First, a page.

Confession: I am a biased home towner, and a fan of Ruthie Ann Miles, a Kaimuki High grad who’s made her mark on Broadway. On a national note, she shared her powerful and luminous presence in last Sunday’s (May 26) Memorial Day Concert televised on PBS.

You can take the girl out of Hawaii, but you can’t take Hawaii out of the girl, for sure.

Ruthie Ann Miles

Mile’s poignant and melancholic version of “Aloha Oe,” the indelible composition by Queen Lililiuokalani, triggered wet eyes and pumping hearts to listeners at the nation’s capital as well as home TV viewers. I declare it’s the best-ever delivery of the 1878 creation by Liliu, Hawaii’s most prolific politico and composer of her time.

Lord, if only the queen could have heard this exquisite version,

Miles’s honest, engaging delivery, with the customary Hawaiian and English lyrics, was unexpectedly interrupted by her struggle to cope with the emotion of the moment, which briefly choked her, making her miss a word of two, but honestly, this made her performance even more genuine.  “Aloha Oe,” originally intended as a political tune, has emerged over the decades as a melancholic song of farewell, but in the real time of her performance, it was a suitable, tearful and eloquent song of parting in memory of American lives lost in battle, and dedicated to Gold Star Families.

Miles, 41, has become a popular and prolific Broadway singer-actress, who rightfully earned a Tony Award as Featured Actress in a Musical, in 2019’s “The King and I,” portraying Madame Thiang. Saw her in that splendid performance, and she was stunning last summer as The Beggar Woman (she was a Tony nominee) in the Tony-winning “Sweeney Todd: :the Demon Barber of Fleet Street.”

She earned her stripes and earned a Theatre World Award and a Lucille Lortel Award when she starred as Imelda Marcos in the 2013 “Here Lies Love” at The Public Theatre. That performance put her on the map.

Miles now is a much-in-demand actress in New York; producers of the revival of “Here Lies Love” at the Broadway Theatre last summer wanted her to recreate the Imelda role, but she was already committed to “Sweeney Todd.”  Her participation might’ve kept the show running instead of a premature shuttering.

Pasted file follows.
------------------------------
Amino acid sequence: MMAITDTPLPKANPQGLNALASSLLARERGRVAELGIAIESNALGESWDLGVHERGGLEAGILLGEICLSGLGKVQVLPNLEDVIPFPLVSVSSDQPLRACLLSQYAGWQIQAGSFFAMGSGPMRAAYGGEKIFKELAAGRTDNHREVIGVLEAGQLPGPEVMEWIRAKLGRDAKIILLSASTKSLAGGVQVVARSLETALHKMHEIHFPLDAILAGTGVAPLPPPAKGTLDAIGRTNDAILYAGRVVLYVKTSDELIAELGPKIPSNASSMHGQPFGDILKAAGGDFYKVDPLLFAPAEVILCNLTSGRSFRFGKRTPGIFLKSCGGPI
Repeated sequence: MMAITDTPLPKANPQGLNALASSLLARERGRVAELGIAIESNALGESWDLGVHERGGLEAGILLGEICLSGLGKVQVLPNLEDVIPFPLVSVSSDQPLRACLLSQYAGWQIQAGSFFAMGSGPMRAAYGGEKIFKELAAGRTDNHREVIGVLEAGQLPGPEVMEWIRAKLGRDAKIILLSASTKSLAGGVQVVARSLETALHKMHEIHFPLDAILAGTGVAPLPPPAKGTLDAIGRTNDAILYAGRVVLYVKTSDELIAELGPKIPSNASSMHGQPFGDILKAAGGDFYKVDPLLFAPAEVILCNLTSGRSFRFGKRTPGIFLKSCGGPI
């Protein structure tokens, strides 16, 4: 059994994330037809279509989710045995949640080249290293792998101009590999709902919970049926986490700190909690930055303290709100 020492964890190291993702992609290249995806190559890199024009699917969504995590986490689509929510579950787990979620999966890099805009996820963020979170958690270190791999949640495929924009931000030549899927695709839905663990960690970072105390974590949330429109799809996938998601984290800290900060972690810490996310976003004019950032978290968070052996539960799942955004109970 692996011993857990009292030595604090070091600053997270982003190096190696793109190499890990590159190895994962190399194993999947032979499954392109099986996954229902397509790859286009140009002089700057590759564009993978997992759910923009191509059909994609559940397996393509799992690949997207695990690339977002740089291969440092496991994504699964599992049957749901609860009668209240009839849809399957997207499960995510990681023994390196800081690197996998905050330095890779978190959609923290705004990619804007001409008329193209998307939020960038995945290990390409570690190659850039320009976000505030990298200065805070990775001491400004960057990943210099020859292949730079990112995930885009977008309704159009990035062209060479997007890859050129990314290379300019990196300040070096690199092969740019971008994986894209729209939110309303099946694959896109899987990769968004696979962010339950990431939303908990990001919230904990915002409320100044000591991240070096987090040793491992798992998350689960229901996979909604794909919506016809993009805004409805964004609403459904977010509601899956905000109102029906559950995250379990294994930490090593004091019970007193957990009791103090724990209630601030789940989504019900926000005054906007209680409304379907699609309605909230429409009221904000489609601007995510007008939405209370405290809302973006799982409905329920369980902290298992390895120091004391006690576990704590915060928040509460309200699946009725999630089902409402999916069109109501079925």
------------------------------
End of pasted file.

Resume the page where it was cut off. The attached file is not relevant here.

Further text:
She recreated the Thiang role when “The King and I” moved to the Palladium Theatre in London’s West End. Back in New York, Miles also had brief runs in “The Light in the Piazza” in 2023 and “A Little Night Music” in 2024, in New York.

If you missed Miles and the Memorial Day Concert, PBS plans to have it available for belated viewing through June 9, before saying Aloha Oe. Tune in, and you’ll applaud the mighty Miles…

Kapena group marking 40th anniversary

Kelly Boy  DeLima will mark his 40th anniversary with a concert at 6 p.m. Aug. 31 at the Tom  Moffatt Waikiki Shell.

Kelly Boy DeLima

His original bandmates, Tiva Tatofi and Timo Tatofi, will reunite with DeLima. The Tongan brothers were succeeded by DeLima’s three children, who expanded the family group’s repertoire to include everything from pop, Hawaiian, reggae and rock.

2024 ticket prices are $164 for pool area seats, $117 for front terrace, $89 for back terrace and $61 for lawn seats.

Tickets are available at www.ticketmaster.clm or

The numbers game…

OK, plain and simple: 34 is the new 45.

I imagine an entrepreneur already is printing a new tee shirt…

And that’s Show Biz…

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